In accordance with the Rules, paragraphs 2(a) and 4(a), the Center formally notified the Respondent of the Complaint, and the proceedings commenced on August 16, 2010. In accordance with the Rules, paragraph 5(a), the due date for Response was September 5, 2010. The Respondent sent three email communications to the Center on August 18 and 19, 2010 in relation to this proceeding but did not submit any formal response. Accordingly, the Center notified the Respondent’s default on September 7, 2010.

The Center appointed Ladislav Jakl as the sole panelist in this matter on September 20, 2010. The Panel finds that it was properly constituted. The Panel has submitted the Statement of Acceptance and Declaration of Impartiality and Independence, as required by the Center to ensure compliance with the Rules, paragraph 7.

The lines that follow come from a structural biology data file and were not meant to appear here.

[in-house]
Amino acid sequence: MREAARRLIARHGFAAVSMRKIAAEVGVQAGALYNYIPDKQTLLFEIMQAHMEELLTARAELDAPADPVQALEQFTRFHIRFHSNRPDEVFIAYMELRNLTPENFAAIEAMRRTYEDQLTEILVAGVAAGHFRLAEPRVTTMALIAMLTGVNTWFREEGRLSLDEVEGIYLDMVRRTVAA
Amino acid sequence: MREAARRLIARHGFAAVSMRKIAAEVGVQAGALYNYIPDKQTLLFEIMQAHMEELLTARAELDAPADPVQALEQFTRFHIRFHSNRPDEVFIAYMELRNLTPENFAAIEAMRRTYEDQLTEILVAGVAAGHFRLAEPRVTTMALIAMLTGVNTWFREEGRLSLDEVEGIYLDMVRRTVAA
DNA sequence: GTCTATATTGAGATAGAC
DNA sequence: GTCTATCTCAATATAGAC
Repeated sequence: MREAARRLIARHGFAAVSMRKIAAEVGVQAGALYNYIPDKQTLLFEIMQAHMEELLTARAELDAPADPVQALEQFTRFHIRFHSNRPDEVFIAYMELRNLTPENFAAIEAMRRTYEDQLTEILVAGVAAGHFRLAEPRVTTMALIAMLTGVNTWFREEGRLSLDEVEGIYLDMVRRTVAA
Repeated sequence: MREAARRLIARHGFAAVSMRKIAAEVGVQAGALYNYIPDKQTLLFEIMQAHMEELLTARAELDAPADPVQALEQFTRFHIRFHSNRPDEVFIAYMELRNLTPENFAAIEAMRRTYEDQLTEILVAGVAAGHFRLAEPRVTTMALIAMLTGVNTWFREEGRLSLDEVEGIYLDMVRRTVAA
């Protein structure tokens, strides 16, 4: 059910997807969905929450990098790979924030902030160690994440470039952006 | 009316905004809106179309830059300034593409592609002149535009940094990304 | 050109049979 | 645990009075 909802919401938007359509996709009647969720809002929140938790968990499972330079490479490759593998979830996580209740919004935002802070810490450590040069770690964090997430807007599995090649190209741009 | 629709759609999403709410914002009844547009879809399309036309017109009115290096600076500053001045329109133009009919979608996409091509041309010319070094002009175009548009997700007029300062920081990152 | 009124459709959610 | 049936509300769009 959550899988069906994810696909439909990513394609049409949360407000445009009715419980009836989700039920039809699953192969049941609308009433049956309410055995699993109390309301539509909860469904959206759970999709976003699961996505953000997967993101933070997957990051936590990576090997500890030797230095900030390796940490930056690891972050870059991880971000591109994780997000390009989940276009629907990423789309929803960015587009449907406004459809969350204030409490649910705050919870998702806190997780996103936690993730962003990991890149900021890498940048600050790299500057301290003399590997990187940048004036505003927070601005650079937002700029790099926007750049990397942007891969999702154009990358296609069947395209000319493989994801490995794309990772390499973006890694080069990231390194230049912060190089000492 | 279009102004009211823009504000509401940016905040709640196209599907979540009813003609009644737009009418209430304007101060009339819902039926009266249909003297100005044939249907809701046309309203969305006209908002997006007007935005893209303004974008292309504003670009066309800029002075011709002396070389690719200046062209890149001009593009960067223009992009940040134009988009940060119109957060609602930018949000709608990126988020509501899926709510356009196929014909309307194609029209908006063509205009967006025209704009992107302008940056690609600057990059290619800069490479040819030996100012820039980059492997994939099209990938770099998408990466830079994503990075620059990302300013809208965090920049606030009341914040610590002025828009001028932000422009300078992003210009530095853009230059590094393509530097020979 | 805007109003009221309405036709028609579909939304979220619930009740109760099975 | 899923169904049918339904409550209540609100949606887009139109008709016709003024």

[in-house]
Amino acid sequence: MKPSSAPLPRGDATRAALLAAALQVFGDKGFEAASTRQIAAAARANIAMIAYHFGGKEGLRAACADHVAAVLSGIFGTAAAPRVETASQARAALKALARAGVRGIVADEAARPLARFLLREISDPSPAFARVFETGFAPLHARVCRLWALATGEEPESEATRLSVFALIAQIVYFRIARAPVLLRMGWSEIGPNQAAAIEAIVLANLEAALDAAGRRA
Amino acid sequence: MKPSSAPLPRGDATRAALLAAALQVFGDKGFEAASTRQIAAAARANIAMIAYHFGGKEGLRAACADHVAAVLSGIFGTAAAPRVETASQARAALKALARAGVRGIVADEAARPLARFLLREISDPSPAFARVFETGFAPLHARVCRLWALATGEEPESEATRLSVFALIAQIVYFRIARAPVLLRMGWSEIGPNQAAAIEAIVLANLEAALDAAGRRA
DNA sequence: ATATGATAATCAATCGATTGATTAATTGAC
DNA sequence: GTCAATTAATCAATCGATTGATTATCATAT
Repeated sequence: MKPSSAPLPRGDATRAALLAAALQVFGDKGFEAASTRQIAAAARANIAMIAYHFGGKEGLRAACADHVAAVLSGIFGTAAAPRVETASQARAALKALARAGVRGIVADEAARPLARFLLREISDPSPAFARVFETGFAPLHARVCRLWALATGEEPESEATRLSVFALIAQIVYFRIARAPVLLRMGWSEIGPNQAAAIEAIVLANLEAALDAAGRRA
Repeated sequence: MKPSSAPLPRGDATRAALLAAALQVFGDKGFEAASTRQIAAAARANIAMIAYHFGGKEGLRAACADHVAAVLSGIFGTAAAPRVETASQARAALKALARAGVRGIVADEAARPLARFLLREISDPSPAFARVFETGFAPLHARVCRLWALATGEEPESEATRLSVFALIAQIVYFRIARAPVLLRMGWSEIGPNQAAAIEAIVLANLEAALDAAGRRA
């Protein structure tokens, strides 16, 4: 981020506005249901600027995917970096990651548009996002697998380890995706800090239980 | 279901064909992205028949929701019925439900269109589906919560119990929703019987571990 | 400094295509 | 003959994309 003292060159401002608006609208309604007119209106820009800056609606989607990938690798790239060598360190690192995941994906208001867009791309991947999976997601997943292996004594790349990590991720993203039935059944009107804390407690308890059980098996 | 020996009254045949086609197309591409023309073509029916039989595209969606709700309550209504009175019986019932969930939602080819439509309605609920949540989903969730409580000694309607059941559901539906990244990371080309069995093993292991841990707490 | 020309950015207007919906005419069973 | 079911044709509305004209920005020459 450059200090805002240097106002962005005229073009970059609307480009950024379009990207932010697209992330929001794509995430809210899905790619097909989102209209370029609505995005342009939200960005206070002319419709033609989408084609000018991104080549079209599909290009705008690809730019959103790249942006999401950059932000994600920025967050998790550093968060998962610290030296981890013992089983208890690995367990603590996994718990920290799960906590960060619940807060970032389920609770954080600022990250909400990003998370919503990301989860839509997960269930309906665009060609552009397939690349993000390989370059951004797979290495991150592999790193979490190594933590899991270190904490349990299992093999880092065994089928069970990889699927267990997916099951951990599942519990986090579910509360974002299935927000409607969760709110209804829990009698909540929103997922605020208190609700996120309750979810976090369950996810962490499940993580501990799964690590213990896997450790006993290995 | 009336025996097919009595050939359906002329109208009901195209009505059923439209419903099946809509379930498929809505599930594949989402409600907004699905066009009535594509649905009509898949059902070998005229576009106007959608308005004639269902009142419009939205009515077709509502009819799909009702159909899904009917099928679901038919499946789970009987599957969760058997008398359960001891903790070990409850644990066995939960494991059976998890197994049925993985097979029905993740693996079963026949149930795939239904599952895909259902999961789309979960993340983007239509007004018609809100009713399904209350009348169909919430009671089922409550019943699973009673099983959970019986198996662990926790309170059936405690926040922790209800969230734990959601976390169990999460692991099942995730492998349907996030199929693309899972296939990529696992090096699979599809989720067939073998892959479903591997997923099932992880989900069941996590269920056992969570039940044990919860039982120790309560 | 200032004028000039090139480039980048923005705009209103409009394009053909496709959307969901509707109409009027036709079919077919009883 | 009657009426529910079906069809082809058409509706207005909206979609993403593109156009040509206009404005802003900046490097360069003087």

As the Registration Agreement for the disputed domain name is in English, the Complainant requests the Panel to decide that the language of the administrative proceedings in this case is English. The Respondent did not submit any comments regarding this question. Gandi SARL indicated that the specific language of the registration agreement as used by the Respondent for the disputed domain name is English. Pursuant the Rules, paragraph 11, in absence of an agreement between the parties, the language of the administrative proceeding shall be the language of the registration agreement. Therefore the Panel, taking into account the circumstances of this case and a number of recent UDRP proceedings and the reasons cited therein decides that the language of the administrative proceedings is English (BrandStrategy, Inc. v. BusinessService Ltd., WIPO Case No. D2007-0749; Laboratoire Biosthétique Kosmetik GmbH & Co. KG and MCE S.A.S. v. BusinessService Ltd., WIPO Case No. D2007-1836).